Gov. Bill Haslam is asking state lawmakers for another $30 million for the Memphis Regional Megasite — a little less than half of what top officials say is needed to complete the sprawling industrial park along Interstate 40 in West Tennessee.
But officials say that could be enough to clear away the biggest stumbling block that's been holding up the project.
The Haslam administration is including the sum in a budget request that it'll present next week to state lawmakers. It comes after the Department of Economic and Community Development told the governor that they need about $80 million more to attract the major manufacturer long envisioned for the 6-square-mile site near Brownsville, Tenn.
The additional money would cover needs such as a rail spur and high-voltage power lines, infrastructure that's long been envisioned for the site. ECD Commissioner Bob Rolfe says it would also pay for wastewater treatment, the item that's caused several potential occupants, including a Toyota-Mazda joint venture, to reject the site.
"We tell them, we're working on it, but we don't have a definitive date," Rolfe said in an interview this week. "And then they ask, 'Well when will you have your easements for land rights?' And we say, 'That's in process.'
"So what we're spending our energy trying to do is eliminate all of those hurdles."
Since it was proposed a decade ago, the West Tennessee megasite has been rumored to be in the running for a number of high-profile investments, in sectors such as solar energy, tire-making and auto-manufacturing. Each time, those deals have gone to other locations — often elsewhere in Tennessee or in neighboring states.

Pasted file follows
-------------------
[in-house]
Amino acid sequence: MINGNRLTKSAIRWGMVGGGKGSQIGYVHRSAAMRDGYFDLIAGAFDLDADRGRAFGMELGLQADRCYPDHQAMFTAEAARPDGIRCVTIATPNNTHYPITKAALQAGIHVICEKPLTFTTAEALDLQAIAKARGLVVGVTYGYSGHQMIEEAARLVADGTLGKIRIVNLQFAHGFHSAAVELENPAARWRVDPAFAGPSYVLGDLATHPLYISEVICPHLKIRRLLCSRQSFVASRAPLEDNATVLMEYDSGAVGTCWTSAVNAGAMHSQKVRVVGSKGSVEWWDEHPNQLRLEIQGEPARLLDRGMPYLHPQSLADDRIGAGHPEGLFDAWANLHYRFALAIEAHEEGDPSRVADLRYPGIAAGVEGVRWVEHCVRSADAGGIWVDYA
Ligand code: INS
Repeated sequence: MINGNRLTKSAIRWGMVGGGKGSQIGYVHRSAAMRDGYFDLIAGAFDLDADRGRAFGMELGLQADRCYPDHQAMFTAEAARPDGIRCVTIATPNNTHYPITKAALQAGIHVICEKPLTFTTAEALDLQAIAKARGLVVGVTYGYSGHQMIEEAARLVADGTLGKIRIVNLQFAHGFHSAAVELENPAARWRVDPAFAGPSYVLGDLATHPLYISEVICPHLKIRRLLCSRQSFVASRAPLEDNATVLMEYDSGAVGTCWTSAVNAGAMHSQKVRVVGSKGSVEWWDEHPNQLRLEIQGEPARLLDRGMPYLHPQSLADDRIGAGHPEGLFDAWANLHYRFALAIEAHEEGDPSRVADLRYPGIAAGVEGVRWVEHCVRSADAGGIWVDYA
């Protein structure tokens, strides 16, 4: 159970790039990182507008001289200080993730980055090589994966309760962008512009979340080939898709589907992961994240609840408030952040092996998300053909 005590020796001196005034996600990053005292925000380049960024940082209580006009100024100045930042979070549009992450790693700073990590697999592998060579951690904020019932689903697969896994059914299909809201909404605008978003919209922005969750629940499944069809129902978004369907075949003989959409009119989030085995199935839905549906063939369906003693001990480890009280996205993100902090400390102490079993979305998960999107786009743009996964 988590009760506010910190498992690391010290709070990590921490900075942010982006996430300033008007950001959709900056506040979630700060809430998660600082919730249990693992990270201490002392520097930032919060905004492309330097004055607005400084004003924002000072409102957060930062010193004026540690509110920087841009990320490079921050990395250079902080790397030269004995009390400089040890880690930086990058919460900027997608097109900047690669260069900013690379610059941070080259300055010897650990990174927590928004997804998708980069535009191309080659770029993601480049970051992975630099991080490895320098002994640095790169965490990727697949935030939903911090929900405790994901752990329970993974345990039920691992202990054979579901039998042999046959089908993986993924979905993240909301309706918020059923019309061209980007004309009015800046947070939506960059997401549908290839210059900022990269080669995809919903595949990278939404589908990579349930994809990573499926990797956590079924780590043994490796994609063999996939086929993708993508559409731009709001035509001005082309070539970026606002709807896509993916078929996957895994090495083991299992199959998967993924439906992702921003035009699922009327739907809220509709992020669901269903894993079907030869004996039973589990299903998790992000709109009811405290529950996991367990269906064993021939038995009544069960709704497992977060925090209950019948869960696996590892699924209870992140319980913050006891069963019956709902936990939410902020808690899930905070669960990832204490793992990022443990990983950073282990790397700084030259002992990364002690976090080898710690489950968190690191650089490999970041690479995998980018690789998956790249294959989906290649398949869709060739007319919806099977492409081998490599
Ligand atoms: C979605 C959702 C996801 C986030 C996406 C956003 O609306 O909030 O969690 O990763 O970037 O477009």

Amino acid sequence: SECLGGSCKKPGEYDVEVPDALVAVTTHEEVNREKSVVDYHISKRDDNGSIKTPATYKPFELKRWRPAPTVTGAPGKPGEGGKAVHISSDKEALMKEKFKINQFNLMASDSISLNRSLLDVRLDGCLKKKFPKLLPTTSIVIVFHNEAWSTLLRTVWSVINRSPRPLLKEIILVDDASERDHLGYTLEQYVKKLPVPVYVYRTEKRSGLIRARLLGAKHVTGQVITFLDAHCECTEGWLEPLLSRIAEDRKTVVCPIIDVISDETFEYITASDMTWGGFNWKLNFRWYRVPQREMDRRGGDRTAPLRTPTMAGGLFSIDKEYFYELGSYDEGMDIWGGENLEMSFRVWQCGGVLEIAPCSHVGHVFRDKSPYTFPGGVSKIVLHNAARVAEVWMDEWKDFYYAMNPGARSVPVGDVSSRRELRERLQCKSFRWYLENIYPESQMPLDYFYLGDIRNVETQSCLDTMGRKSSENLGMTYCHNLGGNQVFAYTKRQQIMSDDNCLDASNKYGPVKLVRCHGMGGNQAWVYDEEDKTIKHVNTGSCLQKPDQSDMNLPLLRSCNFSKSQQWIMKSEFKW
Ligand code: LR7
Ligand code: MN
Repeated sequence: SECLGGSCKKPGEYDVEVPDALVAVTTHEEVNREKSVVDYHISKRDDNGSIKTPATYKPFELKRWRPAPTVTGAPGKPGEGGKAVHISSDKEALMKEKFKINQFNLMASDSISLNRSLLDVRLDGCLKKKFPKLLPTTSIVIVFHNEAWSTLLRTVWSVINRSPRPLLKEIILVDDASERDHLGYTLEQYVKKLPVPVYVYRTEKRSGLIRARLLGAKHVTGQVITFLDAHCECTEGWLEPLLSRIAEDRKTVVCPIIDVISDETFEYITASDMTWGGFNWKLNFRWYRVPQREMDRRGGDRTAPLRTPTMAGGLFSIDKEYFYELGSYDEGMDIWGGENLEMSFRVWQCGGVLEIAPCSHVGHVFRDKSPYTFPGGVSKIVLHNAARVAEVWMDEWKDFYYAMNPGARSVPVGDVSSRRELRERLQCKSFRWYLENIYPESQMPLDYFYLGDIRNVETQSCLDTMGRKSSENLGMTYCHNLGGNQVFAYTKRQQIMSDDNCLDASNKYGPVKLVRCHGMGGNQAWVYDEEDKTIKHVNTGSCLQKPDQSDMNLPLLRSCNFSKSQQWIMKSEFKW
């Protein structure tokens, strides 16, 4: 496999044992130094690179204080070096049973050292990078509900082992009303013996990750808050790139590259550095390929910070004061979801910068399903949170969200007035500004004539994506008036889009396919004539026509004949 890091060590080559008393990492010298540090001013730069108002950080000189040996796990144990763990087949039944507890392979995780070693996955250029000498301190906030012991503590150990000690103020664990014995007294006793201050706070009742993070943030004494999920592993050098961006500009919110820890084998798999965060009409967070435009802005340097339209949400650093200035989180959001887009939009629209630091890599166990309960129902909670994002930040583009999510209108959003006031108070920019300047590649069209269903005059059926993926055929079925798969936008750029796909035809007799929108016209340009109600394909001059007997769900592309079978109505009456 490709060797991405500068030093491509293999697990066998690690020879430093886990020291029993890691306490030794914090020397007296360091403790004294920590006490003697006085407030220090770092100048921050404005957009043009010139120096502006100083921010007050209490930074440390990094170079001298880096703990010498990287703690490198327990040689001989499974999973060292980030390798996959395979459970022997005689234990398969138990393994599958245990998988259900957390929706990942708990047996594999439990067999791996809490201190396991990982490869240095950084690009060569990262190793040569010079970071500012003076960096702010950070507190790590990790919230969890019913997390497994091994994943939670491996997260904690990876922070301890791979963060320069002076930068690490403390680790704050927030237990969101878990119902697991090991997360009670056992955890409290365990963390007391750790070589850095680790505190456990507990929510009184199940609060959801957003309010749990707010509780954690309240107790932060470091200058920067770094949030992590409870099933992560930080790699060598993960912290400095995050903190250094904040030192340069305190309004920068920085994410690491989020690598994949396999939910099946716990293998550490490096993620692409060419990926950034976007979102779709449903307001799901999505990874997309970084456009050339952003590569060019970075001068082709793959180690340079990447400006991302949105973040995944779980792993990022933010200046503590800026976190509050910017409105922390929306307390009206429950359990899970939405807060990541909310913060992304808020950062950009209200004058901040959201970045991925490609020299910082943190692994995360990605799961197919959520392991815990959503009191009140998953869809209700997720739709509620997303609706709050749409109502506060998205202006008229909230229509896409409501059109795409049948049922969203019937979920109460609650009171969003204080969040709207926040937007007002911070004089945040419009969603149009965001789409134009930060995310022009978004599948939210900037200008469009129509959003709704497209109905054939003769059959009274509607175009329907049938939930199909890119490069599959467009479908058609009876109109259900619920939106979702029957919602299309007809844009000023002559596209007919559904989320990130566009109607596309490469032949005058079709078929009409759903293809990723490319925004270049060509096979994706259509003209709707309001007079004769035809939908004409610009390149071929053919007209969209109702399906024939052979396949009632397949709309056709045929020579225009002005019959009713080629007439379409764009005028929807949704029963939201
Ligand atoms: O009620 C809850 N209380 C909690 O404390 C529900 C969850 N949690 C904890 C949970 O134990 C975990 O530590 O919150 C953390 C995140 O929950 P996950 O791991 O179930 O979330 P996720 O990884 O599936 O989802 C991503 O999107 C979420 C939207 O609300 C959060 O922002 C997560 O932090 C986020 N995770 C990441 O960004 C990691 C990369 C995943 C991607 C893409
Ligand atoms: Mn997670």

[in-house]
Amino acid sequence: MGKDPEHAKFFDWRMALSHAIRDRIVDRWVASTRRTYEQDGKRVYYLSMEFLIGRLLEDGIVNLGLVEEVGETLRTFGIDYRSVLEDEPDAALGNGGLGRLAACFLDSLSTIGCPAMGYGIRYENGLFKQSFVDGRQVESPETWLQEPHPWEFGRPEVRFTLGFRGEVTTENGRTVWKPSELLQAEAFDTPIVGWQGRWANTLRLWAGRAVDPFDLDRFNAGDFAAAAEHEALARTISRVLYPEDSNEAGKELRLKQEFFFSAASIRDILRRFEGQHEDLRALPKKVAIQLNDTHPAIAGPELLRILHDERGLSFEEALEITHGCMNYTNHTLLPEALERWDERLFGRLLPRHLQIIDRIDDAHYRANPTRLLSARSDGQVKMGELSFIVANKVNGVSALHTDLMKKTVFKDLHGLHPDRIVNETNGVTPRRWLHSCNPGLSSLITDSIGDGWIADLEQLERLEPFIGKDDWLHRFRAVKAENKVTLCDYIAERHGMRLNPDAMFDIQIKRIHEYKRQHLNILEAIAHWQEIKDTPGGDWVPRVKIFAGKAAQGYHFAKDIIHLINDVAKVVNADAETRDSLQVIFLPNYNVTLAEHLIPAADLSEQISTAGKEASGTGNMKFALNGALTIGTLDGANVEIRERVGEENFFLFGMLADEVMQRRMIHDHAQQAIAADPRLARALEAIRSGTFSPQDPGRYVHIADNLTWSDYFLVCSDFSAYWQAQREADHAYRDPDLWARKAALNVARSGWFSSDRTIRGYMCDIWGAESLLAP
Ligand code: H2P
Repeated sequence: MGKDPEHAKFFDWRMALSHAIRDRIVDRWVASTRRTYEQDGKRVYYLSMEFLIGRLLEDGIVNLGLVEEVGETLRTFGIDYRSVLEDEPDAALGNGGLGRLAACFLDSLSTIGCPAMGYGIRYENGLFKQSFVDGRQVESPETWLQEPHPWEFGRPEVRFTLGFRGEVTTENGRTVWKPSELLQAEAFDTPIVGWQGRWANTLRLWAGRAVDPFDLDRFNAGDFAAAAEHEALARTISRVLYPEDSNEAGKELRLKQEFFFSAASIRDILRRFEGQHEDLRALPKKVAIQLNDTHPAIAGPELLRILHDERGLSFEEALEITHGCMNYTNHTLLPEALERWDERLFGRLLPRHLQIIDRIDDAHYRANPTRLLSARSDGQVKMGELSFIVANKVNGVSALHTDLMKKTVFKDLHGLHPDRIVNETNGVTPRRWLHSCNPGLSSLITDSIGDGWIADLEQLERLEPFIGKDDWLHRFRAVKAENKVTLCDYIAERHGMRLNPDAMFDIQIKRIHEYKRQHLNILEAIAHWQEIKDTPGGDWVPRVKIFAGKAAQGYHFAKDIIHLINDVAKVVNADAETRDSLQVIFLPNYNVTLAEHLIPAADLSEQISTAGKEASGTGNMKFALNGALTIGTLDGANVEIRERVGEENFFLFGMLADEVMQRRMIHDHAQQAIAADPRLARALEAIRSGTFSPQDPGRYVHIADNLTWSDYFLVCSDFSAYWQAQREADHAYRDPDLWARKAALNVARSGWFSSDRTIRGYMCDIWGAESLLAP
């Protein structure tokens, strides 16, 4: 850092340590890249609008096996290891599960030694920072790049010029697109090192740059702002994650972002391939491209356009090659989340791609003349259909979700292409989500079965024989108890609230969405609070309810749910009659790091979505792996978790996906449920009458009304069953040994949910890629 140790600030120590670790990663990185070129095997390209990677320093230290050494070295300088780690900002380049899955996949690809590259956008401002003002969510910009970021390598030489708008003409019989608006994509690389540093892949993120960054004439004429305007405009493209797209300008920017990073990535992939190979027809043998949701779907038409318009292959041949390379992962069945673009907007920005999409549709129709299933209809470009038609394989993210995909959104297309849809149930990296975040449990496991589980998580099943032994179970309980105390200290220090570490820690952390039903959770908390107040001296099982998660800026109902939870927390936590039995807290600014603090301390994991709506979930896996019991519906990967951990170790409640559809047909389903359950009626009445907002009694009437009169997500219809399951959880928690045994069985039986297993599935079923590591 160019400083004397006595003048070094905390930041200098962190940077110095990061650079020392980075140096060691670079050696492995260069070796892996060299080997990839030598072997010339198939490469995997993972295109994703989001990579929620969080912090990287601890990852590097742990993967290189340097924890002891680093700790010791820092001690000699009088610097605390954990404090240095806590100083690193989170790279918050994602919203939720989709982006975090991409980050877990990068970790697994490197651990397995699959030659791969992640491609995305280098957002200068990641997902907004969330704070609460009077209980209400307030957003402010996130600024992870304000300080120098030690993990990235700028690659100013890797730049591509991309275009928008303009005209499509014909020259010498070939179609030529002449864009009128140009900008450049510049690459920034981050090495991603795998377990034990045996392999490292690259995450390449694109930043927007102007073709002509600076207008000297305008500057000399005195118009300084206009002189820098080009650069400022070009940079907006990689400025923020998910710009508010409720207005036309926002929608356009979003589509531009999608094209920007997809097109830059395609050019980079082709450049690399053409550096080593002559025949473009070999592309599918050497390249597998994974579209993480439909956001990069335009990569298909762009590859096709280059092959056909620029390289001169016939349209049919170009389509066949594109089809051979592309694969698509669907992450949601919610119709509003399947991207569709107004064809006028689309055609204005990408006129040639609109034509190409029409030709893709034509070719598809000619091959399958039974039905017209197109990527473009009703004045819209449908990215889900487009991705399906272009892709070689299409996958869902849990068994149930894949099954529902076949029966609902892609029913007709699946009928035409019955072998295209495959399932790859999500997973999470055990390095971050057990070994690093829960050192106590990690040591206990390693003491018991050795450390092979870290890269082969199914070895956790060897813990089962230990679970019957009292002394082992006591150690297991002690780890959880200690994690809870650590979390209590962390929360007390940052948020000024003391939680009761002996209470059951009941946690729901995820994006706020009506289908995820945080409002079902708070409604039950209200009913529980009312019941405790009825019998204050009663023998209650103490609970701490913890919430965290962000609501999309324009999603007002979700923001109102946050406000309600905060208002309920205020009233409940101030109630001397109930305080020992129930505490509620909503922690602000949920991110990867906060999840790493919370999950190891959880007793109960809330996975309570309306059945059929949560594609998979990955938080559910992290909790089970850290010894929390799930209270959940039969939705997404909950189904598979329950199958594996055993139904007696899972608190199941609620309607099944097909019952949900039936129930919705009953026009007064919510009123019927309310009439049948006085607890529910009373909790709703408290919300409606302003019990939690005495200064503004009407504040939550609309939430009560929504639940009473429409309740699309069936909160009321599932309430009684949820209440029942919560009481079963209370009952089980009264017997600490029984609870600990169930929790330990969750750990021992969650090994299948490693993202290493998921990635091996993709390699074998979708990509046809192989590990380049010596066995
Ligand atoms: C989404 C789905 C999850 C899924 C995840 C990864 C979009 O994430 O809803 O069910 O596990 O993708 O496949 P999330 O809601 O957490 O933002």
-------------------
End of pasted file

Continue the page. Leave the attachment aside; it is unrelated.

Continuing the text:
That's made the megasite a political issue. Although the project began under his predecessor, Gov. Phil Bredesen, Haslam been criticized for failing to close the deal on an occupant. It's even emerged as an issue in this year's governor's race.
No matter what kind of plant is built, it'll produce a lot of wastewater, which the state plans to treat it on site. But it's struggled to figure out what to do with it afterward.
Local residents and environmentalists have already rejected two plans to dump it in the nearby Hatchie and Forked Deer rivers. So state officials are now trying to get permission from regulators to pump it 40 miles away, to the deep channel of the Mississippi River.
The request for $30 million would allow them to acquire land easements and build the pipeline itself. It would also allow construction to begin, at least, on the wastewater treatment plant.
It would not be enough for the other infrastructure improvements. But Rolfe says those can wait until a company has agreed to locate on the site.